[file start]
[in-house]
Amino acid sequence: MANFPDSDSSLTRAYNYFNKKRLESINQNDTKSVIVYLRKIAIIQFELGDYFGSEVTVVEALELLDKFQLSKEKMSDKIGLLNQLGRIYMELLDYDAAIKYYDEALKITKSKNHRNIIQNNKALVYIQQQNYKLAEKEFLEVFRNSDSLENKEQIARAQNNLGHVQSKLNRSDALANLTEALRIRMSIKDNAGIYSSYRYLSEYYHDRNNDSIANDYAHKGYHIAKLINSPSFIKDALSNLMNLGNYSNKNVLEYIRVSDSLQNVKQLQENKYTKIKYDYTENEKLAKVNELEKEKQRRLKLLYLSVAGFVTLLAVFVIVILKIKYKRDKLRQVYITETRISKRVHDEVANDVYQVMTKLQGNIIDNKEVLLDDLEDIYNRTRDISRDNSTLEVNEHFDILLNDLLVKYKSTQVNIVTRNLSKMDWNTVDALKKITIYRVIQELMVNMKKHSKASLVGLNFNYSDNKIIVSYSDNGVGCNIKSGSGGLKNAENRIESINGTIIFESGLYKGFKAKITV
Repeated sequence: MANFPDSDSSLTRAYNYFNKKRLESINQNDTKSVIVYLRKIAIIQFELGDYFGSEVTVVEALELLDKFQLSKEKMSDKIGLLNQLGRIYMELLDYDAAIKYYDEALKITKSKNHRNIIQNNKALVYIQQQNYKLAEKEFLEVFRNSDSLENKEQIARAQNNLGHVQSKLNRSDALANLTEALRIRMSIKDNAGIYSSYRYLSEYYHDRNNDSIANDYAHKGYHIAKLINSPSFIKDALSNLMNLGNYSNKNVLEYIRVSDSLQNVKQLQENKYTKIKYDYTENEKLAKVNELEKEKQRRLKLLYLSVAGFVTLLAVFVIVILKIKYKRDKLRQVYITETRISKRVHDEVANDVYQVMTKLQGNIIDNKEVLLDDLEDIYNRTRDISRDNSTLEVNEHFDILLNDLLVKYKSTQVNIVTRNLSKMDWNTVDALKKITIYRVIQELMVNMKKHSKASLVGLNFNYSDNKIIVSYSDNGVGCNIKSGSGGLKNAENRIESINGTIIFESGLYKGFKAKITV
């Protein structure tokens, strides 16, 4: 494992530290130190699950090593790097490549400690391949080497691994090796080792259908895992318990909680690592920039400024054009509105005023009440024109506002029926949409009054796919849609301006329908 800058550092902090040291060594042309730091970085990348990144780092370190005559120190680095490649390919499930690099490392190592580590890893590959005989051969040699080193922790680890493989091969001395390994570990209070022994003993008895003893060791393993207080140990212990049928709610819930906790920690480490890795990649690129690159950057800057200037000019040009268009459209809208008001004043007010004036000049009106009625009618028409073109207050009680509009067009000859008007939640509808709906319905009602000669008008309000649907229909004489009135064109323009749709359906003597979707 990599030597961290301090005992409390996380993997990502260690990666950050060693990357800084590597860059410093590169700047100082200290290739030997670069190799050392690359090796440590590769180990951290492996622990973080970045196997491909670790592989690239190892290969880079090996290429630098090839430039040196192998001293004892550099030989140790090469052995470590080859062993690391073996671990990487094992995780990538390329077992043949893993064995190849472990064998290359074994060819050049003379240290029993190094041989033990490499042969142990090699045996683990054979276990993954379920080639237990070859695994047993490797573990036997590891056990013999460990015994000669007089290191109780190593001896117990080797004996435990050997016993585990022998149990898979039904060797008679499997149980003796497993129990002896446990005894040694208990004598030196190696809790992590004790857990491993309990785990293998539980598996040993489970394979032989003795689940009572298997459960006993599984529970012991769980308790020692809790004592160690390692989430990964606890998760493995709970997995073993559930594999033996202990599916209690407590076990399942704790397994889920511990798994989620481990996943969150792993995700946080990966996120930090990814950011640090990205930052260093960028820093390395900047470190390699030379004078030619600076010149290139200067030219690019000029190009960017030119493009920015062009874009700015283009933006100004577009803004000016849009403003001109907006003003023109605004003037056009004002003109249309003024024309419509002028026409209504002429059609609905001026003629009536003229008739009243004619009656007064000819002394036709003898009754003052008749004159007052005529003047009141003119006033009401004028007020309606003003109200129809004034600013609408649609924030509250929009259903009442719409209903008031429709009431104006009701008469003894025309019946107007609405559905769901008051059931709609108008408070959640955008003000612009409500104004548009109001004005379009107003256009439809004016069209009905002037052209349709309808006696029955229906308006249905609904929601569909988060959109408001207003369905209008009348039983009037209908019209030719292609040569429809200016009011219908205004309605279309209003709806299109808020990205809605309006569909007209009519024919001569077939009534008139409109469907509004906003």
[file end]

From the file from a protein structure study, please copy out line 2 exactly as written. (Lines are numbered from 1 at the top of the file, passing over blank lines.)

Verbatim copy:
Amino acid sequence: MANFPDSDSSLTRAYNYFNKKRLESINQNDTKSVIVYLRKIAIIQFELGDYFGSEVTVVEALELLDKFQLSKEKMSDKIGLLNQLGRIYMELLDYDAAIKYYDEALKITKSKNHRNIIQNNKALVYIQQQNYKLAEKEFLEVFRNSDSLENKEQIARAQNNLGHVQSKLNRSDALANLTEALRIRMSIKDNAGIYSSYRYLSEYYHDRNNDSIANDYAHKGYHIAKLINSPSFIKDALSNLMNLGNYSNKNVLEYIRVSDSLQNVKQLQENKYTKIKYDYTENEKLAKVNELEKEKQRRLKLLYLSVAGFVTLLAVFVIVILKIKYKRDKLRQVYITETRISKRVHDEVANDVYQVMTKLQGNIIDNKEVLLDDLEDIYNRTRDISRDNSTLEVNEHFDILLNDLLVKYKSTQVNIVTRNLSKMDWNTVDALKKITIYRVIQELMVNMKKHSKASLVGLNFNYSDNKIIVSYSDNGVGCNIKSGSGGLKNAENRIESINGTIIFESGLYKGFKAKITV